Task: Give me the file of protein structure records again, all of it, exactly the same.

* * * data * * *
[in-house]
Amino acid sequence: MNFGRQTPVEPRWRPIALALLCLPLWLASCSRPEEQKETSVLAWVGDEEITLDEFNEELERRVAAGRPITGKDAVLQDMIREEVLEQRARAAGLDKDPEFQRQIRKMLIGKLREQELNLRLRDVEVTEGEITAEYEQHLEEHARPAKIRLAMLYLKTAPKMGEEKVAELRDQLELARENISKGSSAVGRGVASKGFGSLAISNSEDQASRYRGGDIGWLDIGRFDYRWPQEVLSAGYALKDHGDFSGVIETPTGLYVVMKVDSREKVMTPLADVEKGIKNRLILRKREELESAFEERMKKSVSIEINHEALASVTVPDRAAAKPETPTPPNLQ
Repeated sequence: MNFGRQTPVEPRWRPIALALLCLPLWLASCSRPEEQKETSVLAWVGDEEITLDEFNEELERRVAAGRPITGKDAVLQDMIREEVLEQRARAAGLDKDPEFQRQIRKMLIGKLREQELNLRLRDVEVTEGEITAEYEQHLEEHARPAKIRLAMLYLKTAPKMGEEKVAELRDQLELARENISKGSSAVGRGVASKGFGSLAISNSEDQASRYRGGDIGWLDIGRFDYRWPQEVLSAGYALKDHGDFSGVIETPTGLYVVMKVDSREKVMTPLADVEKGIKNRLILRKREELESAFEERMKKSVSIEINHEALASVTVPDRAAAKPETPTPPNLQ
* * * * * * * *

[in-house]
Amino acid sequence: MNFGRQTPVEPRWRPIALALLCLPLWLASCSRPEEQKETSVLAWVGDEEITLDEFNEELERRVAAGRPITGKDAVLQDMIREEVLEQRARAAGLDKDPEFQRQIRKMLIGKLREQELNLRLRDVEVTEGEITAEYEQHLEEHARPAKIRLAMLYLKTAPKMGEEKVAELRDQLELARENISKGSSAVGRGVASKGFGSLAISNSEDQASRYRGGDIGWLDIGRFDYRWPQEVLSAGYALKDHGDFSGVIETPTGLYVVMKVDSREKVMTPLADVEKGIKNRLILRKREELESAFEERMKKSVSIEINHEALASVTVPDRAAAKPETPTPPNLQ
Repeated sequence: MNFGRQTPVEPRWRPIALALLCLPLWLASCSRPEEQKETSVLAWVGDEEITLDEFNEELERRVAAGRPITGKDAVLQDMIREEVLEQRARAAGLDKDPEFQRQIRKMLIGKLREQELNLRLRDVEVTEGEITAEYEQHLEEHARPAKIRLAMLYLKTAPKMGEEKVAELRDQLELARENISKGSSAVGRGVASKGFGSLAISNSEDQASRYRGGDIGWLDIGRFDYRWPQEVLSAGYALKDHGDFSGVIETPTGLYVVMKVDSREKVMTPLADVEKGIKNRLILRKREELESAFEERMKKSVSIEINHEALASVTVPDRAAAKPETPTPPNLQ